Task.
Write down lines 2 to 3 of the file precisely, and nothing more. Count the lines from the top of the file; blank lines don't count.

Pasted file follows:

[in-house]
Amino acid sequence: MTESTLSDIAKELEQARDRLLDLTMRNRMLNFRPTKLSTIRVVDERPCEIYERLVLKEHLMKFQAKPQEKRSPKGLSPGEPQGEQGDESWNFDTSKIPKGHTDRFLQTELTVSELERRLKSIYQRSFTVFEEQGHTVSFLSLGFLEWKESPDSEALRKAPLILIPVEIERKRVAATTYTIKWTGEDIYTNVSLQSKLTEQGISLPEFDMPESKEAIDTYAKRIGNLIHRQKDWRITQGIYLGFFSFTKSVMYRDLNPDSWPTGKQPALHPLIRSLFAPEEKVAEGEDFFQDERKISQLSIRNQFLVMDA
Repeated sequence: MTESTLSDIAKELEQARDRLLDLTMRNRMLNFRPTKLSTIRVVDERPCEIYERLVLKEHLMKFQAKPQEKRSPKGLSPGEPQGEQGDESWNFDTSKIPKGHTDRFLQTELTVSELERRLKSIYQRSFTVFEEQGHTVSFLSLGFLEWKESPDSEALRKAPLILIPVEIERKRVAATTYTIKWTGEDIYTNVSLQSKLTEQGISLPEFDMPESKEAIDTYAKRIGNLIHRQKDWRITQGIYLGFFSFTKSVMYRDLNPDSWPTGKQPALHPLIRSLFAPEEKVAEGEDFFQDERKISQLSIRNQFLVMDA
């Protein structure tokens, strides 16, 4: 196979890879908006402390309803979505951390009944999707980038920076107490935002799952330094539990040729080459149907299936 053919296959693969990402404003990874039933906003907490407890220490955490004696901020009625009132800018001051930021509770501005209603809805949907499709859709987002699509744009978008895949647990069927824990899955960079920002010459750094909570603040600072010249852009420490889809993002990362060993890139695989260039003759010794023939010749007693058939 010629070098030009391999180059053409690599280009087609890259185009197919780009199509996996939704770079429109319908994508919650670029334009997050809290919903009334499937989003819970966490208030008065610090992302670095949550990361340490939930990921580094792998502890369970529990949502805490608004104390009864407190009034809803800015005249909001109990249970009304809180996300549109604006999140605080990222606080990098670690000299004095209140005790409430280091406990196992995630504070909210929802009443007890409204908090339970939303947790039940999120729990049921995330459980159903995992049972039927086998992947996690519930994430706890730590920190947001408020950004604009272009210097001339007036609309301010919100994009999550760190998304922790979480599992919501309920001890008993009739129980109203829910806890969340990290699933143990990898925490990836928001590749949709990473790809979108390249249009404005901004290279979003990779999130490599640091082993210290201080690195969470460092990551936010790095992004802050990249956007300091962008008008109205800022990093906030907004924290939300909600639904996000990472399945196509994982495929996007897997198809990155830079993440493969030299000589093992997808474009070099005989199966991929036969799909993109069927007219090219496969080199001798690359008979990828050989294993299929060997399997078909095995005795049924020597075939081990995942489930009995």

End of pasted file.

Amino acid sequence: MTESTLSDIAKELEQARDRLLDLTMRNRMLNFRPTKLSTIRVVDERPCEIYERLVLKEHLMKFQAKPQEKRSPKGLSPGEPQGEQGDESWNFDTSKIPKGHTDRFLQTELTVSELERRLKSIYQRSFTVFEEQGHTVSFLSLGFLEWKESPDSEALRKAPLILIPVEIERKRVAATTYTIKWTGEDIYTNVSLQSKLTEQGISLPEFDMPESKEAIDTYAKRIGNLIHRQKDWRITQGIYLGFFSFTKSVMYRDLNPDSWPTGKQPALHPLIRSLFAPEEKVAEGEDFFQDERKISQLSIRNQFLVMDA
Repeated sequence: MTESTLSDIAKELEQARDRLLDLTMRNRMLNFRPTKLSTIRVVDERPCEIYERLVLKEHLMKFQAKPQEKRSPKGLSPGEPQGEQGDESWNFDTSKIPKGHTDRFLQTELTVSELERRLKSIYQRSFTVFEEQGHTVSFLSLGFLEWKESPDSEALRKAPLILIPVEIERKRVAATTYTIKWTGEDIYTNVSLQSKLTEQGISLPEFDMPESKEAIDTYAKRIGNLIHRQKDWRITQGIYLGFFSFTKSVMYRDLNPDSWPTGKQPALHPLIRSLFAPEEKVAEGEDFFQDERKISQLSIRNQFLVMDA